No matter how carefully you plan your training, recovery and nutrition, your cycling fitness will still take a step backwards if you become ill.



So with the season of coughs, colds and flu upon us, it’s your immunity – or lack of – that is most likely to scupper your winter training and preparation for next season.



The link between nutrition, exercise and immunity is undeniable. For example, we know that regular moderate-intensity exercise such as cycling improves your immunity in the longer term. Ironically, however, harder or longer training sessions can temporarily depress your immune system, leaving you more vulnerable to illness and infection in the hours after exercise.



High-quality nutrition, on the other hand, is known to maximise your immunity regardless. That being the case, are there any proven nutritional strategies that could help boost your immunity this winter and minimise the risk of coughs, colds and flu? Well, new research by Scottish scientists suggests that some very simple changes to your diet could do just that.



The science

In the study, the researchers studied whether a high-protein diet could boost the markers of immunity in a group of eight well-trained cyclists undergoing heavy training. Importantly, they set out to also ascertain whether this was reflected in a reduced incidence of upper respiratory tract infections (URTIs, ie coughs, colds, sore throats, flu, sinusitis, etc).



To do this, the cyclists undertook two separate weeks of high-intensity training. In one of these periods, they consumed a high-protein diet containing 3g protein per kilo of their bodyweight. In the other, they consumed exactly the same number of total calories per day but this time the protein intake was a more modest 1.5g per kilo of bodyweight per day (ie less protein, but topped up with more carbohydrate to ensure the same overall energy intake).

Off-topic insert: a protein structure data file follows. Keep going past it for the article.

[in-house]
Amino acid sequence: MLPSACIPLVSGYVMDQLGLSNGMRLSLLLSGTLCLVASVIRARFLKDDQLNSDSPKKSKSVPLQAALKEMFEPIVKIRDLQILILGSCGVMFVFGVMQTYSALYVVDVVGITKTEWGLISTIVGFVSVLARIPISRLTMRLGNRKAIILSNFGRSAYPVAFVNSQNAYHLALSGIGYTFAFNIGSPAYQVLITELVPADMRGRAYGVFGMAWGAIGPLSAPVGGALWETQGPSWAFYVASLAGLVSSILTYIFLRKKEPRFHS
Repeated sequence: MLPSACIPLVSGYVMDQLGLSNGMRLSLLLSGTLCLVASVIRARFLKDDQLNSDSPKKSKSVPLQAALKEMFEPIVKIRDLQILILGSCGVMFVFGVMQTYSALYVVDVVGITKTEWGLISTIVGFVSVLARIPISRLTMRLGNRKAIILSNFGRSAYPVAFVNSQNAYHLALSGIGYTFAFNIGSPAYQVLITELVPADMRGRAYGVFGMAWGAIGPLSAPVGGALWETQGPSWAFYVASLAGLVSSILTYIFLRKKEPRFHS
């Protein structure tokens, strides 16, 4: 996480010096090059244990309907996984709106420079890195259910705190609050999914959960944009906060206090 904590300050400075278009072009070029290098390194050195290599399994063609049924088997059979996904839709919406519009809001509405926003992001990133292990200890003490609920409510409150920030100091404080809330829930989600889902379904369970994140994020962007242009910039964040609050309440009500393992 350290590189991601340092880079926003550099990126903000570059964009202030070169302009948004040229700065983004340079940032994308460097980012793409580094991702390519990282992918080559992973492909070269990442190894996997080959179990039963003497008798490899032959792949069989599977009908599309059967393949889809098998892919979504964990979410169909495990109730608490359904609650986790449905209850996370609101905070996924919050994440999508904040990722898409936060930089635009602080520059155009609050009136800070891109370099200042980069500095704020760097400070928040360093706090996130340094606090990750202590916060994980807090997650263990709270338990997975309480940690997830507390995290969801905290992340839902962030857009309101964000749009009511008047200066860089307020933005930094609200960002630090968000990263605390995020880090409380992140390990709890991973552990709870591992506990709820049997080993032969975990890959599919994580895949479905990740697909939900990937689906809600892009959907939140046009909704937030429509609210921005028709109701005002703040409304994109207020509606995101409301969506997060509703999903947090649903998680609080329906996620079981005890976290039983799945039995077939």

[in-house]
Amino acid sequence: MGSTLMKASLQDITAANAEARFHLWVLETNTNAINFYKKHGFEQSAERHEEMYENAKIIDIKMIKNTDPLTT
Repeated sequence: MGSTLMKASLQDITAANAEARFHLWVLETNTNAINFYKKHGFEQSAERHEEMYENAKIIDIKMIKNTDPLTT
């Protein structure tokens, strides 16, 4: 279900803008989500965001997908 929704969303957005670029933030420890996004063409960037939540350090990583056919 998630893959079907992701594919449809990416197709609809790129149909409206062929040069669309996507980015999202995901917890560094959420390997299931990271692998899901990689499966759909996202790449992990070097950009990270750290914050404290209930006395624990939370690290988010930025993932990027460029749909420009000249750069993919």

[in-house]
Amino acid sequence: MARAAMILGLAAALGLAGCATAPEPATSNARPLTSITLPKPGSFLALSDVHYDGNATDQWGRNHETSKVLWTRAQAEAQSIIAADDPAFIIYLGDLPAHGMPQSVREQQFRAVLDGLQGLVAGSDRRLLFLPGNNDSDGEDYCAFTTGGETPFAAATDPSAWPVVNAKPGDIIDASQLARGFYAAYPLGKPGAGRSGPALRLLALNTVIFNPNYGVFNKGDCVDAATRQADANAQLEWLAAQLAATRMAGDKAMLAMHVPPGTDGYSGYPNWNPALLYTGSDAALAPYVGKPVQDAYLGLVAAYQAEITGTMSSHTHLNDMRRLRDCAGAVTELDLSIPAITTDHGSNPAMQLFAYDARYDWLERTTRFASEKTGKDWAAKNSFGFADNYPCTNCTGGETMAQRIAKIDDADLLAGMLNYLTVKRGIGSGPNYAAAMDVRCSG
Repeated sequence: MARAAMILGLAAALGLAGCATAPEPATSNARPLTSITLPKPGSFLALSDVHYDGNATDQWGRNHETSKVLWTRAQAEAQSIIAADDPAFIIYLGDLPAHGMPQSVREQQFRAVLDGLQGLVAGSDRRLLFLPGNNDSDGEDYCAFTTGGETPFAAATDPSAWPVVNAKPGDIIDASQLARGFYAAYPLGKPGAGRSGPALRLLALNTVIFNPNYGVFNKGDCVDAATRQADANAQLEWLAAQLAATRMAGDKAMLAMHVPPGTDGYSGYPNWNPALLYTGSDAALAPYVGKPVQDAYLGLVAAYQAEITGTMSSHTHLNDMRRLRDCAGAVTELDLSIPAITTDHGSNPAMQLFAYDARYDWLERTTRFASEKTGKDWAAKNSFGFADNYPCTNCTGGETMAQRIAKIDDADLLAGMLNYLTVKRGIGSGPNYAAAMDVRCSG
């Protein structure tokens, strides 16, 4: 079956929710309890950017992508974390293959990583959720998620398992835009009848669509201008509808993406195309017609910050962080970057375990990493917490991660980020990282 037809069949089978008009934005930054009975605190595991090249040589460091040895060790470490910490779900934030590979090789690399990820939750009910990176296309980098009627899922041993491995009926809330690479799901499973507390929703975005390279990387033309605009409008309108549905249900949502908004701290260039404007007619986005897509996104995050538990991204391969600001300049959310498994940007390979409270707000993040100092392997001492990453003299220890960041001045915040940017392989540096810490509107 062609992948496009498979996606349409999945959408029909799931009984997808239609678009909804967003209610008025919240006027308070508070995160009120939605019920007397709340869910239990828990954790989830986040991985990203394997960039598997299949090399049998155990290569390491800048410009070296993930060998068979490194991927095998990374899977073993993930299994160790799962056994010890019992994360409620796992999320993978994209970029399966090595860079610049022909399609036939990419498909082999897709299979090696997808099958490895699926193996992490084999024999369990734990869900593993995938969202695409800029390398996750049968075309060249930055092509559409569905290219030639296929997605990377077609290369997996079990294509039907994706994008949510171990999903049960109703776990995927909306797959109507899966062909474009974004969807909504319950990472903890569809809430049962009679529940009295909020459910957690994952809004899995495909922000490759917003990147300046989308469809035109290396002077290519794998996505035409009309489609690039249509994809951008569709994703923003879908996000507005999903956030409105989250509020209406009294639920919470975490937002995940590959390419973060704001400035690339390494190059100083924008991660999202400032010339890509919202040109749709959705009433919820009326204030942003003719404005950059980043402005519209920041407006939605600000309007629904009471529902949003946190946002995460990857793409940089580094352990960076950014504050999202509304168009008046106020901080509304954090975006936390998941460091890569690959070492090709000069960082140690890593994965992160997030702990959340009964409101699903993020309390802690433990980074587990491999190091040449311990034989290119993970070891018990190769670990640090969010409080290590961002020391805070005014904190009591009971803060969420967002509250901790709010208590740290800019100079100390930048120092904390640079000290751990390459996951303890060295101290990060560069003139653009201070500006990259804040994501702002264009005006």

Before these high-intensity training weeks, the cyclists performed a week of normal training so that the scientists could see how the cyclists’ immune systems responded when going from normal to heavier training loads. In addition to taking blood samples to measure the activity of important immune cells in the body, the researchers asked the cyclists to fill in daily questionnaires about their health.



In a nutshell

The first finding was that when the cyclists were on the lower-protein diet, upping the training load produced a significant drop in the immune function.



In particular, the activity of cells whose job it is to ‘survey’ the body for viruses and then help trigger an immune response were much less active during the high-intensity training week. When the cyclists were on the high-protein diet, however, their immune function did not suffer in the high-intensity week and remained just as potent as when they were training at normal intensity.



More tellingly, perhaps, when the cyclists consumed a high-protein diet and trained hard, they reported significantly fewer URTI symptoms compared to training hard on the lower-protein diet.



So what?

What’s interesting about this research is that the current consensus on protein intake recommendations for endurance athletes such as cyclists is that just 1.0-1.5g per kilo of body weight per day is all that’s needed, even for elite cyclists.



Yet this study suggests that while 1.5g per kilo per day might be OK in terms of performance, it might not be nearly enough to keep the immune system in tip-top condition, especially during harder periods of training. As always, more studies are needed, but in the meantime the message seems to be ‘don’t skimp on the protein if you want to keep the bugs at bay this winter’!



Brain Behav Immun. 2013 Oct 10. pii: S0889-1591(13)00501-1. doi: 10.1016/j.bbi.2013.10.002. [Epub ahead of print]



This article was first published in the November 28 issue of Cycling Weekly. Read Cycling Weekly magazine on the day of release where ever you are in the world International digital edition, UK digital edition. And if you like us, rate us!

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